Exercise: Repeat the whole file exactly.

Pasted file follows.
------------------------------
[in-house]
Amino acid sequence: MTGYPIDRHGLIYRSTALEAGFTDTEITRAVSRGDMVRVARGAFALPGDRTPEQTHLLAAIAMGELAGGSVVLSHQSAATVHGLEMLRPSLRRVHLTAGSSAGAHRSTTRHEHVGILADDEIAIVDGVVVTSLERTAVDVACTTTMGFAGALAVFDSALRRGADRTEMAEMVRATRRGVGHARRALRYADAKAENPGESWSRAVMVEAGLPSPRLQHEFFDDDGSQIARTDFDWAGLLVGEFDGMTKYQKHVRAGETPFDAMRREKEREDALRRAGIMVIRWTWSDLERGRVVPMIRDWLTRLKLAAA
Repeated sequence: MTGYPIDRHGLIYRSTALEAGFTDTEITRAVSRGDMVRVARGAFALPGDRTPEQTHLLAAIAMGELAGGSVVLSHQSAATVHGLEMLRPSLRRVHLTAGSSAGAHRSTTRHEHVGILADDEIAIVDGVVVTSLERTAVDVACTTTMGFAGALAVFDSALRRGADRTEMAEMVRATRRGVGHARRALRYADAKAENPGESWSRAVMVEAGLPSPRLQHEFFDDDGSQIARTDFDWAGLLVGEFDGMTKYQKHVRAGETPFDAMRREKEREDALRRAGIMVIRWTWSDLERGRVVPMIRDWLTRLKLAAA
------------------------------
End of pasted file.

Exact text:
[in-house]
Amino acid sequence: MTGYPIDRHGLIYRSTALEAGFTDTEITRAVSRGDMVRVARGAFALPGDRTPEQTHLLAAIAMGELAGGSVVLSHQSAATVHGLEMLRPSLRRVHLTAGSSAGAHRSTTRHEHVGILADDEIAIVDGVVVTSLERTAVDVACTTTMGFAGALAVFDSALRRGADRTEMAEMVRATRRGVGHARRALRYADAKAENPGESWSRAVMVEAGLPSPRLQHEFFDDDGSQIARTDFDWAGLLVGEFDGMTKYQKHVRAGETPFDAMRREKEREDALRRAGIMVIRWTWSDLERGRVVPMIRDWLTRLKLAAA
Repeated sequence: MTGYPIDRHGLIYRSTALEAGFTDTEITRAVSRGDMVRVARGAFALPGDRTPEQTHLLAAIAMGELAGGSVVLSHQSAATVHGLEMLRPSLRRVHLTAGSSAGAHRSTTRHEHVGILADDEIAIVDGVVVTSLERTAVDVACTTTMGFAGALAVFDSALRRGADRTEMAEMVRATRRGVGHARRALRYADAKAENPGESWSRAVMVEAGLPSPRLQHEFFDDDGSQIARTDFDWAGLLVGEFDGMTKYQKHVRAGETPFDAMRREKEREDALRRAGIMVIRWTWSDLERGRVVPMIRDWLTRLKLAAA